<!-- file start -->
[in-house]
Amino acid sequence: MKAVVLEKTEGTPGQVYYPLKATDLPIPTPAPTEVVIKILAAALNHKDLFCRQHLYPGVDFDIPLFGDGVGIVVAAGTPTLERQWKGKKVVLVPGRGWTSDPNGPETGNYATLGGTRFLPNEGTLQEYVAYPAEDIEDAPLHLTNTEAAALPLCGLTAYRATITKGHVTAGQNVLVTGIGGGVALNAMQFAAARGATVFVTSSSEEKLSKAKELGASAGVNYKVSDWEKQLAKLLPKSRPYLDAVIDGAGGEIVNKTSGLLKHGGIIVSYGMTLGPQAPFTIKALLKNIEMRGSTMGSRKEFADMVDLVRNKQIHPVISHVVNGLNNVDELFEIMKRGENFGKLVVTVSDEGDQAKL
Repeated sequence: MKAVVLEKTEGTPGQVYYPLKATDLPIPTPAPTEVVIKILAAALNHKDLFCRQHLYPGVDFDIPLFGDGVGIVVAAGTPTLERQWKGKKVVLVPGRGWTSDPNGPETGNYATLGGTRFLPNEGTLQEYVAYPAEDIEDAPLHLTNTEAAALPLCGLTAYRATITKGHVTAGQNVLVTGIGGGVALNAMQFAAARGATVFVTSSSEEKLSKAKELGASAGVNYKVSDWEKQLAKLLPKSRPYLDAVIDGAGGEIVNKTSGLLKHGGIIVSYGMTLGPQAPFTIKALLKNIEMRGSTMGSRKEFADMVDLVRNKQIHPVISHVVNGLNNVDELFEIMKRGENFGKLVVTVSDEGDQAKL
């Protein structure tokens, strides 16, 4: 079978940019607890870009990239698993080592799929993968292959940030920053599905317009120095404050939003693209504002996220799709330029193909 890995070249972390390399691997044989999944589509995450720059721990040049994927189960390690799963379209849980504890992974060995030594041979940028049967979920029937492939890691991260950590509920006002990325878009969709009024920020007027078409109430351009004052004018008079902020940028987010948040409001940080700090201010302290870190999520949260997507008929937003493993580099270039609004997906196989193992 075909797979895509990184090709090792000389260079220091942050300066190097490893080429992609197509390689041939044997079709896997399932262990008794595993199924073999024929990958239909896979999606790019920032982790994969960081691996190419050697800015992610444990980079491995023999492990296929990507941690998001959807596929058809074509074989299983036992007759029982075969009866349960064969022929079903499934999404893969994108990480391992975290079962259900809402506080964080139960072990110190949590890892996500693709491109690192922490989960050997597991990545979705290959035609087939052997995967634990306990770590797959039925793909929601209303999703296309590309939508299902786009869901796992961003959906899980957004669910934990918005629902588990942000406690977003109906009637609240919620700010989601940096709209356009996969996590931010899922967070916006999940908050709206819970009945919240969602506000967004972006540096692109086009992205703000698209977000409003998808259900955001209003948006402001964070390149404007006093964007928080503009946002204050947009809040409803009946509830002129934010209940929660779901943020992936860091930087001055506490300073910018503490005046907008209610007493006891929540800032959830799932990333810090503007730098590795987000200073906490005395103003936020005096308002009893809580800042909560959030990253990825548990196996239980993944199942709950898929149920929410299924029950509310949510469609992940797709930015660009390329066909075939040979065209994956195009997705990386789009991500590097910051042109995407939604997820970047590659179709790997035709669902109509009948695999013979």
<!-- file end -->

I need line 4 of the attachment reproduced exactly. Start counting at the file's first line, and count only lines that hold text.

């Protein structure tokens, strides 16, 4: 079978940019607890870009990239698993080592799929993968292959940030920053599905317009120095404050939003693209504002996220799709330029193909 890995070249972390390399691997044989999944589509995450720059721990040049994927189960390690799963379209849980504890992974060995030594041979940028049967979920029937492939890691991260950590509920006002990325878009969709009024920020007027078409109430351009004052004018008079902020940028987010948040409001940080700090201010302290870190999520949260997507008929937003493993580099270039609004997906196989193992 075909797979895509990184090709090792000389260079220091942050300066190097490893080429992609197509390689041939044997079709896997399932262990008794595993199924073999024929990958239909896979999606790019920032982790994969960081691996190419050697800015992610444990980079491995023999492990296929990507941690998001959807596929058809074509074989299983036992007759029982075969009866349960064969022929079903499934999404893969994108990480391992975290079962259900809402506080964080139960072990110190949590890892996500693709491109690192922490989960050997597991990545979705290959035609087939052997995967634990306990770590797959039925793909929601209303999703296309590309939508299902786009869901796992961003959906899980957004669910934990918005629902588990942000406690977003109906009637609240919620700010989601940096709209356009996969996590931010899922967070916006999940908050709206819970009945919240969602506000967004972006540096692109086009992205703000698209977000409003998808259900955001209003948006402001964070390149404007006093964007928080503009946002204050947009809040409803009946509830002129934010209940929660779901943020992936860091930087001055506490300073910018503490005046907008209610007493006891929540800032959830799932990333810090503007730098590795987000200073906490005395103003936020005096308002009893809580800042909560959030990253990825548990196996239980993944199942709950898929149920929410299924029950509310949510469609992940797709930015660009390329066909075939040979065209994956195009997705990386789009991500590097910051042109995407939604997820970047590659179709790997035709669902109509009948695999013979």